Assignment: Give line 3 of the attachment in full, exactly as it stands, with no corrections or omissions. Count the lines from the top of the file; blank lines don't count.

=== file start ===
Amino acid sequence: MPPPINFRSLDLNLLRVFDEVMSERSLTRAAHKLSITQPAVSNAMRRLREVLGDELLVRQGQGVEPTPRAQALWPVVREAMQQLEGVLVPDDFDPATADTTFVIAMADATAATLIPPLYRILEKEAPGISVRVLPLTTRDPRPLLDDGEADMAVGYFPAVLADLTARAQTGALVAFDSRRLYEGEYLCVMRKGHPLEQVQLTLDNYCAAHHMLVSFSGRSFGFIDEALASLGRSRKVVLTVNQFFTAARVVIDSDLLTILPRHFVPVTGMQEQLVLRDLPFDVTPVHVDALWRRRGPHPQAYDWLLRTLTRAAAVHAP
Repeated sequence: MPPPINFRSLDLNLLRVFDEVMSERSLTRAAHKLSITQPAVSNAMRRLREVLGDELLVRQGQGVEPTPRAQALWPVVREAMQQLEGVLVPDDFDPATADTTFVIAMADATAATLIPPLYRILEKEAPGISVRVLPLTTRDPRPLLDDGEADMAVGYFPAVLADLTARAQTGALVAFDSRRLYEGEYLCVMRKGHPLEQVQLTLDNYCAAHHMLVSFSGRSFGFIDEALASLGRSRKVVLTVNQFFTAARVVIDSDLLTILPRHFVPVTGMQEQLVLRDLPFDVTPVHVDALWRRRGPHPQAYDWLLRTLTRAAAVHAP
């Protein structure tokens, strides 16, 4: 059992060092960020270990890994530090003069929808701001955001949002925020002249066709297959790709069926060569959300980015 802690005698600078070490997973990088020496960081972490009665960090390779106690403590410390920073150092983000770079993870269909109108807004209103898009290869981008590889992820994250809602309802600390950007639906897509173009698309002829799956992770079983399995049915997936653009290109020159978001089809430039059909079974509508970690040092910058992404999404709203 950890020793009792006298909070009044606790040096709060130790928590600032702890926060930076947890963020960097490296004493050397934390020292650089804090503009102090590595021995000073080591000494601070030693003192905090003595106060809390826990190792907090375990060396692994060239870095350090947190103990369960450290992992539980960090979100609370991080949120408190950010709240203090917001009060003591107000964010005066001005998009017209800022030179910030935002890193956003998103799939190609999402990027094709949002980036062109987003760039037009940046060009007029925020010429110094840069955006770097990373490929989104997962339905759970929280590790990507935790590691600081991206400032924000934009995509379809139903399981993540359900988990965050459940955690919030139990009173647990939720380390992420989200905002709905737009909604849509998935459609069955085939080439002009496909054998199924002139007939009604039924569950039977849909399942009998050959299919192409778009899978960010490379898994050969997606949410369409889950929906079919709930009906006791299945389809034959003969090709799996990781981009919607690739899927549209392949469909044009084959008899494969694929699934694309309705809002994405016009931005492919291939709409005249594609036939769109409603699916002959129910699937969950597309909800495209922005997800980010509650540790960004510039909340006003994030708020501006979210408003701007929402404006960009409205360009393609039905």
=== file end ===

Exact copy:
């Protein structure tokens, strides 16, 4: 059992060092960020270990890994530090003069929808701001955001949002925020002249066709297959790709069926060569959300980015 802690005698600078070490997973990088020496960081972490009665960090390779106690403590410390920073150092983000770079993870269909109108807004209103898009290869981008590889992820994250809602309802600390950007639906897509173009698309002829799956992770079983399995049915997936653009290109020159978001089809430039059909079974509508970690040092910058992404999404709203 950890020793009792006298909070009044606790040096709060130790928590600032702890926060930076947890963020960097490296004493050397934390020292650089804090503009102090590595021995000073080591000494601070030693003192905090003595106060809390826990190792907090375990060396692994060239870095350090947190103990369960450290992992539980960090979100609370991080949120408190950010709240203090917001009060003591107000964010005066001005998009017209800022030179910030935002890193956003998103799939190609999402990027094709949002980036062109987003760039037009940046060009007029925020010429110094840069955006770097990373490929989104997962339905759970929280590790990507935790590691600081991206400032924000934009995509379809139903399981993540359900988990965050459940955690919030139990009173647990939720380390992420989200905002709905737009909604849509998935459609069955085939080439002009496909054998199924002139007939009604039924569950039977849909399942009998050959299919192409778009899978960010490379898994050969997606949410369409889950929906079919709930009906006791299945389809034959003969090709799996990781981009919607690739899927549209392949469909044009084959008899494969694929699934694309309705809002994405016009931005492919291939709409005249594609036939769109409603699916002959129910699937969950597309909800495209922005997800980010509650540790960004510039909340006003994030708020501006979210408003701007929402404006960009409205360009393609039905």